My wife and I have been studying various homeschooling philosophies over the last year, and have become increasingly intrigued with "unschooling". Unschooling is the belief that kids learn best when their engaged in what interests them most. Not classrooms, curriculum, lessons, or lectures. When kids are free to explore the world around them, with the parent serving as a facilitator, they learn better than when they're forced to learn what they may not even be interested in. We believe that unschooling our kids is a better way to achieve the goals we have for them, ie. we want them to understand that they are free to pursue their own interests, that they are in control of their own lives, and that no matter what course they choose in life, we love them unconditionally. Their life is in their own hands, with all the liberty and responsibility that this entails. (On kids and socialization, see here.)
Education in The 21st Century
This brings me back to where I started. Apparently, we remember what we need to, and forget what can easily be found on the Internet. So why are we sending our kids to school and forcing them to learn things they don't need, and quite possibly what they don't care to learn? I believe that unschooling, from birth until death, is the education model of the 21st century and beyond. The Internet has grown to unthinkable heights. People no longer need traditional schools, public or private, to teach them someone's version of History, or Social Studies, Geography, and any other practically useless-in-our-everyday-lives subject. If we need to know something, we can find it in a matter of minutes. Let's instead help our children discover their talents and passions, and to develop them in a non-compulsory, safe environment.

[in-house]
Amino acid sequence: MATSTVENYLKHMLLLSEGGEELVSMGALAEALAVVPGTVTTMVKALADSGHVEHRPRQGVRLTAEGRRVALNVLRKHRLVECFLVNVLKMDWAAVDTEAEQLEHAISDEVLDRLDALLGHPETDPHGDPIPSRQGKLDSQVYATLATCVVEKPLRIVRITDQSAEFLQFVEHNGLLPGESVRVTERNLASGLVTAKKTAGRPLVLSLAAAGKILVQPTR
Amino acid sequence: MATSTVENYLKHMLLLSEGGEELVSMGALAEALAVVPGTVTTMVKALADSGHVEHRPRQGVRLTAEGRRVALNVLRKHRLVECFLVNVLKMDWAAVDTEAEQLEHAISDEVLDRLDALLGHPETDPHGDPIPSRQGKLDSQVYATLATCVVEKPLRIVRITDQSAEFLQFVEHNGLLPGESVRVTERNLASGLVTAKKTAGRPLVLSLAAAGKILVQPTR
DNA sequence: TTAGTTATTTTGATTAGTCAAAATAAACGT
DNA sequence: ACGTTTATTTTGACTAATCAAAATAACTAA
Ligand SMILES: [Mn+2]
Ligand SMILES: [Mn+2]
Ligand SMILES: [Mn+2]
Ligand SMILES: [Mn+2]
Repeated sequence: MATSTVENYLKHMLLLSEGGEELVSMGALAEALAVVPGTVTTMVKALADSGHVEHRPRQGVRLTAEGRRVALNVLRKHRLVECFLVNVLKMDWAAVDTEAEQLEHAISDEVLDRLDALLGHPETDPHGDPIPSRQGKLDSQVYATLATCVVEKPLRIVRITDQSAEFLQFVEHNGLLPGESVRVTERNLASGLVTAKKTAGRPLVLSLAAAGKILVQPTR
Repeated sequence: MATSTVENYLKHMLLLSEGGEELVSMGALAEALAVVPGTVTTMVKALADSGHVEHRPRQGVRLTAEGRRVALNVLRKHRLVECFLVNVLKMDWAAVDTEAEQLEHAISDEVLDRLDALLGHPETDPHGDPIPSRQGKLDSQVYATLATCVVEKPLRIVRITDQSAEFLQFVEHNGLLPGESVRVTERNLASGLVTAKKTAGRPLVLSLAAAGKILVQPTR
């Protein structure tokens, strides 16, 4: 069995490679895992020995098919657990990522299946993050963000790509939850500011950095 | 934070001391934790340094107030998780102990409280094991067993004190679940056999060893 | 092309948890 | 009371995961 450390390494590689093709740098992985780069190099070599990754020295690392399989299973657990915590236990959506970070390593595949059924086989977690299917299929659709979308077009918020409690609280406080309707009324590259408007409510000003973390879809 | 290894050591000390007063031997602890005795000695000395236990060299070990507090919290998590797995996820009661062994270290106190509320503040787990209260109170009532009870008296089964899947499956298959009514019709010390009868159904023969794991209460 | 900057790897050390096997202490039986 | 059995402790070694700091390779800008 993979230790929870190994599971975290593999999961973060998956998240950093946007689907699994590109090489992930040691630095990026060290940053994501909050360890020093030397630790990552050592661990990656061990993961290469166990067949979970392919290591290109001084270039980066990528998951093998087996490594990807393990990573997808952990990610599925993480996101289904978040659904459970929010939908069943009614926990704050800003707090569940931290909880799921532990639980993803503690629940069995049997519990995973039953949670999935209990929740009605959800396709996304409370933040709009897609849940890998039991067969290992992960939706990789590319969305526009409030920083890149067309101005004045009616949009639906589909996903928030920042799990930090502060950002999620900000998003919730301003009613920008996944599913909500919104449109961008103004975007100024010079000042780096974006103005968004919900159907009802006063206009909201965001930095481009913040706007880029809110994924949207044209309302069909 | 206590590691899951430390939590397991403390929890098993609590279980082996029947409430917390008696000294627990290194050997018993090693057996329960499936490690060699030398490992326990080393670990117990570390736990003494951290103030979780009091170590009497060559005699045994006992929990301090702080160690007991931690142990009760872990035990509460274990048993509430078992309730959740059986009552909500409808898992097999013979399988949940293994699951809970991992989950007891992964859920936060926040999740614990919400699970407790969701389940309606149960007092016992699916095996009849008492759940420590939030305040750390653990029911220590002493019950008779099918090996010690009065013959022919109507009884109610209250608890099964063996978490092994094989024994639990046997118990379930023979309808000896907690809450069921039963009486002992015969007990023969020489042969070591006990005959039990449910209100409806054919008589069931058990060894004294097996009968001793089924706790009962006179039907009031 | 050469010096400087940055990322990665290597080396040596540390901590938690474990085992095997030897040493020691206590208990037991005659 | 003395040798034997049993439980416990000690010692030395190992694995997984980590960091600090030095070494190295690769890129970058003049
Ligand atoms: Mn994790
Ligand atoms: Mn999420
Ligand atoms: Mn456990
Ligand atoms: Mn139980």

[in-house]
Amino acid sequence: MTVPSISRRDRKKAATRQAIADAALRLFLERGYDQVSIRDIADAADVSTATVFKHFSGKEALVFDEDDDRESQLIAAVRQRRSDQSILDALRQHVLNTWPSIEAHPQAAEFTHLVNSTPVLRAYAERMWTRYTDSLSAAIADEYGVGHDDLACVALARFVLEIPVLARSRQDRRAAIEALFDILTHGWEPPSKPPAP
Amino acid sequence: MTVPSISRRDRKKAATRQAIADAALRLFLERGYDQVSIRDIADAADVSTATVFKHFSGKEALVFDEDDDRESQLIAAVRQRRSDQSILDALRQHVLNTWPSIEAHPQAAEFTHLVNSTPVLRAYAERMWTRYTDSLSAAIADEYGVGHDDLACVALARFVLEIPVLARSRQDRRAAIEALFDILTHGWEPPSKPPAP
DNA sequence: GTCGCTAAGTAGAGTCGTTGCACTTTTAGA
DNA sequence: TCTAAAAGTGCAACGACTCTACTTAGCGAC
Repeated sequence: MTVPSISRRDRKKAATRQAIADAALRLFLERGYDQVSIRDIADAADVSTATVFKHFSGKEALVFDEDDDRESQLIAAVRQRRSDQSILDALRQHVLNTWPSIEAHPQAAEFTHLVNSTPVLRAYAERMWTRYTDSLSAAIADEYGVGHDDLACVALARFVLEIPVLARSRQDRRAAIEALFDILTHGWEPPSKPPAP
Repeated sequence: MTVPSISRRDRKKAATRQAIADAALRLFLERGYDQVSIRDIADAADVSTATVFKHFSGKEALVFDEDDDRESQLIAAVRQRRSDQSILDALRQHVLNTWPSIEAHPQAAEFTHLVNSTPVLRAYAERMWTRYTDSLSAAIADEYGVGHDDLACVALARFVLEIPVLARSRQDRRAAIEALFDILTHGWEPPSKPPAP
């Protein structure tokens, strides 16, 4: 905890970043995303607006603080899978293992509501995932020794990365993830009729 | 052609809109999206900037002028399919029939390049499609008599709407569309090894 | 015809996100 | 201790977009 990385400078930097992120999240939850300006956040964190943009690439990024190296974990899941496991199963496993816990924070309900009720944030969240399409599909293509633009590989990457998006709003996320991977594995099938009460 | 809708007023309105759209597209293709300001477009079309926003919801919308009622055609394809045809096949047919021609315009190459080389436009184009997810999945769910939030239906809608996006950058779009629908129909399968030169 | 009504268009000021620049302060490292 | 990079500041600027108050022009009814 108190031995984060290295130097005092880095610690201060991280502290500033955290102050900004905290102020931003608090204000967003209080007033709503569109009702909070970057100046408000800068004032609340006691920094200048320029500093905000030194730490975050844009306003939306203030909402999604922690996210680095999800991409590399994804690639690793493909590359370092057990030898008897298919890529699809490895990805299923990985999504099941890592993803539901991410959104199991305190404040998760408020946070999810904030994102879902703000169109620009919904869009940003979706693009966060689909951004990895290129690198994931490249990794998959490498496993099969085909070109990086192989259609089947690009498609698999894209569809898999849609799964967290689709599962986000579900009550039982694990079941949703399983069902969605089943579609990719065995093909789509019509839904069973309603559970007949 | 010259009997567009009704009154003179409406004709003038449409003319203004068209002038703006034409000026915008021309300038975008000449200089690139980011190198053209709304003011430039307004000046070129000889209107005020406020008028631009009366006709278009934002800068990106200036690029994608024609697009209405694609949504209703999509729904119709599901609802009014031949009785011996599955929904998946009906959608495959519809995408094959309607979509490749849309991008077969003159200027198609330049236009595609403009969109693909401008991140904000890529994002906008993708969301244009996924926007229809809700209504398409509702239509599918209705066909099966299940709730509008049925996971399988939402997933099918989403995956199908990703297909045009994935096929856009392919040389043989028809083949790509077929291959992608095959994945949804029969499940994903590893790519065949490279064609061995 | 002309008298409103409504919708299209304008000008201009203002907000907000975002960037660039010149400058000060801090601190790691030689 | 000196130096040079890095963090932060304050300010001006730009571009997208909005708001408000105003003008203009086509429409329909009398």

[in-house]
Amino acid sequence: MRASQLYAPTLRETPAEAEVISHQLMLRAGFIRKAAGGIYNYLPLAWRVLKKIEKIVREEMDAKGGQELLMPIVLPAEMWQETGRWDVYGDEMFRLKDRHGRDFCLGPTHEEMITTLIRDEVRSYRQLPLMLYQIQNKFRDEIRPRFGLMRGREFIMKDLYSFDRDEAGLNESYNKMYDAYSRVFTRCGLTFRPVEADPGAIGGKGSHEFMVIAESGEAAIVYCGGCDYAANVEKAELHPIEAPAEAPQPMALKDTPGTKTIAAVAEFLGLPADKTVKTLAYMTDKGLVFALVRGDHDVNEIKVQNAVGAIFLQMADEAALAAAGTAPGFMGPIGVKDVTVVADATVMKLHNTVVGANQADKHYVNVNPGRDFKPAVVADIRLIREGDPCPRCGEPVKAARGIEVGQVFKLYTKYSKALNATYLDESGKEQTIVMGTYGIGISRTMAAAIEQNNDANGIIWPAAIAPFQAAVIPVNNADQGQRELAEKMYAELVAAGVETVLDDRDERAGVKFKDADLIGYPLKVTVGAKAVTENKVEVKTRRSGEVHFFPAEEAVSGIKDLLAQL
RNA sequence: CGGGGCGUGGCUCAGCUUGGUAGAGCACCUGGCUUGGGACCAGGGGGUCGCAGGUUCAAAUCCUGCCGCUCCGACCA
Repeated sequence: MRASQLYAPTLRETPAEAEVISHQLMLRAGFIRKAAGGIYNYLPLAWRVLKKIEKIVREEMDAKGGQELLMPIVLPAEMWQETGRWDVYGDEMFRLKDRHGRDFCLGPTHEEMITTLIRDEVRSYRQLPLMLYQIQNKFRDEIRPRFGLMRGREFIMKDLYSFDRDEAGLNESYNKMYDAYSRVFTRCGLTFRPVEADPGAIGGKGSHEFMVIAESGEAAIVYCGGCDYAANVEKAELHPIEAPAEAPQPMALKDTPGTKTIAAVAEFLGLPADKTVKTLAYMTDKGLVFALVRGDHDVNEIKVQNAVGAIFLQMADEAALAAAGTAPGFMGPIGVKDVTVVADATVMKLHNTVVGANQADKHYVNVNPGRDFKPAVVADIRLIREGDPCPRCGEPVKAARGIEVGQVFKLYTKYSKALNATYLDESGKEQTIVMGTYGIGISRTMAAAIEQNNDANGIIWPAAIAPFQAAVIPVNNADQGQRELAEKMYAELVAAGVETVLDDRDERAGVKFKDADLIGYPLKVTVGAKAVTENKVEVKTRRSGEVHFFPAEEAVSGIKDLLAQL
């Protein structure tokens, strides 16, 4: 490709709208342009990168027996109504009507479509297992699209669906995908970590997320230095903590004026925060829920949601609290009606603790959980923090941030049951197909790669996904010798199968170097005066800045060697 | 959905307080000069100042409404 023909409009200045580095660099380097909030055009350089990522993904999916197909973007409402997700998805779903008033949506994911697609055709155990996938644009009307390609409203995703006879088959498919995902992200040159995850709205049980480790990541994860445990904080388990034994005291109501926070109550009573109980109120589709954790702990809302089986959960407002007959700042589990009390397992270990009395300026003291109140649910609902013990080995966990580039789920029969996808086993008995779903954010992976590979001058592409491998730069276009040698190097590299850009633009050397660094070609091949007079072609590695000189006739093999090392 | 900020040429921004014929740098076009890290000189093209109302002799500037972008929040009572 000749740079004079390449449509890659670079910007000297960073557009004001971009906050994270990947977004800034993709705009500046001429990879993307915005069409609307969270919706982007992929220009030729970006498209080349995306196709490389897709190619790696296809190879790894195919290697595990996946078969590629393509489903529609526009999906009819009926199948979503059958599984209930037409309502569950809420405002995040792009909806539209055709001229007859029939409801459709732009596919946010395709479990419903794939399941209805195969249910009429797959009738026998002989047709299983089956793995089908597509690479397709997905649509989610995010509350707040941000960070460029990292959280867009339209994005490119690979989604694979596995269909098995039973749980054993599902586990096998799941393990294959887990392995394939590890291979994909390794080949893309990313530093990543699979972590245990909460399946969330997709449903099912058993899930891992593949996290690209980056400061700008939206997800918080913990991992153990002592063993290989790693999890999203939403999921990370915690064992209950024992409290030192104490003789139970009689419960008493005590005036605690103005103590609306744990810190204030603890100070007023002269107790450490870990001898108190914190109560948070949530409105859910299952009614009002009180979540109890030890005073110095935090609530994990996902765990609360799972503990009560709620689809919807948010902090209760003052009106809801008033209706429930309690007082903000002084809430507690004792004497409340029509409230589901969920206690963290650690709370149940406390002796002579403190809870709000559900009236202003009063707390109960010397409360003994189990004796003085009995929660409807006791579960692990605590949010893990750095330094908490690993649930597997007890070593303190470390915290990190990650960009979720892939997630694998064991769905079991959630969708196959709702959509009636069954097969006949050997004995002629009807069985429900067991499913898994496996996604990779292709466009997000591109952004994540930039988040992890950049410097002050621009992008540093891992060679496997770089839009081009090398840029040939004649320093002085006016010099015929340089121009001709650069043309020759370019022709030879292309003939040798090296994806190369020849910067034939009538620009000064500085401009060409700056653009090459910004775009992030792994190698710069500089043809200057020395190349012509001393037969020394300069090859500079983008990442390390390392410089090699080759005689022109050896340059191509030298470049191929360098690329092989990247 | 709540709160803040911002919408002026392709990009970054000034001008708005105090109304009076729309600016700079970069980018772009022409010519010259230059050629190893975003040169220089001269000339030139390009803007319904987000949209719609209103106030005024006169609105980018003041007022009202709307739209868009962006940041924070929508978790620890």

It's a new day. Times have indeed changed. Don't be left behind, and don't be left with a bad education and the unnecessary stress that K-12 education creates for both parent and child. Enter the 21st Century, the century of unschooling and free education. My wife and I are proud to say that we're unschoolers. We've borrowed some insight from another education model, TJEd, on the phases of learning, and will facilitate our kids interests, and mentor them along the way. It's an exciting day for all of us!
Access to the internet depends upon access to the grid which, indirectly, depends upon government willingness to permit access to the grid. It might well be possible to "shut down the internet" or to prevent selected individuals, web hosts, ISPs and web sites from accessing the internet. I expect that Comcast, Verizon, AT&T and other internet facilities would obey government orders to that effect. The internet is not necessarily an agent of the social and economic change that you may envision.
An article by Karen Kwiatkowski that ran concurrently with your post on Today's LRC (September 6)is well worth a read and may be more to the point. The kind of unschooling you describe, wonderful as it may be, may remain the provenance of an elite. On the other hand, if the great bulk of the American middle and working classes, looted and intimidated, should evolve into the new American peasantry lacking land, capital and access to many of the things we have access to now, unschooling, in a different form, may become more widespread as an impoverished people struggle to survive and find, of necessity, that the need to learn physical survival skills will be their primary education -- at which point government schools, lacking resources because the people no longer have much in the way resources to provide these schools, may, at that time, go out of business.